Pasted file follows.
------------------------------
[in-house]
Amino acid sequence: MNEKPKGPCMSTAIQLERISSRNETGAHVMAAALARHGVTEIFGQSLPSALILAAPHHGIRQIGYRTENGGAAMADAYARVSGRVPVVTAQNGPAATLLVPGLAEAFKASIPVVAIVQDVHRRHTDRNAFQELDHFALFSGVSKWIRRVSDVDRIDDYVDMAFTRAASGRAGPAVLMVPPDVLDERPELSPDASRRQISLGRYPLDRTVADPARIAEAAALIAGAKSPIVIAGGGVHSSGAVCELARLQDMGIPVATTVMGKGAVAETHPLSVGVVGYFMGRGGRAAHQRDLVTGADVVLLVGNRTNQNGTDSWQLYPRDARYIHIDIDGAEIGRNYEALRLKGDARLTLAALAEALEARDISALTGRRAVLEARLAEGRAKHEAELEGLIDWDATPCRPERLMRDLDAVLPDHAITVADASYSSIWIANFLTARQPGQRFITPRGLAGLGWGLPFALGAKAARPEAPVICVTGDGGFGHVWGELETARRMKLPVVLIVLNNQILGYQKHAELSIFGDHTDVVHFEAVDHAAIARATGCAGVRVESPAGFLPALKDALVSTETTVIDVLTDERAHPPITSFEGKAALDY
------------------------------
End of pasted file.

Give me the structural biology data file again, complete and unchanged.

[in-house]
Amino acid sequence: MNEKPKGPCMSTAIQLERISSRNETGAHVMAAALARHGVTEIFGQSLPSALILAAPHHGIRQIGYRTENGGAAMADAYARVSGRVPVVTAQNGPAATLLVPGLAEAFKASIPVVAIVQDVHRRHTDRNAFQELDHFALFSGVSKWIRRVSDVDRIDDYVDMAFTRAASGRAGPAVLMVPPDVLDERPELSPDASRRQISLGRYPLDRTVADPARIAEAAALIAGAKSPIVIAGGGVHSSGAVCELARLQDMGIPVATTVMGKGAVAETHPLSVGVVGYFMGRGGRAAHQRDLVTGADVVLLVGNRTNQNGTDSWQLYPRDARYIHIDIDGAEIGRNYEALRLKGDARLTLAALAEALEARDISALTGRRAVLEARLAEGRAKHEAELEGLIDWDATPCRPERLMRDLDAVLPDHAITVADASYSSIWIANFLTARQPGQRFITPRGLAGLGWGLPFALGAKAARPEAPVICVTGDGGFGHVWGELETARRMKLPVVLIVLNNQILGYQKHAELSIFGDHTDVVHFEAVDHAAIARATGCAGVRVESPAGFLPALKDALVSTETTVIDVLTDERAHPPITSFEGKAALDY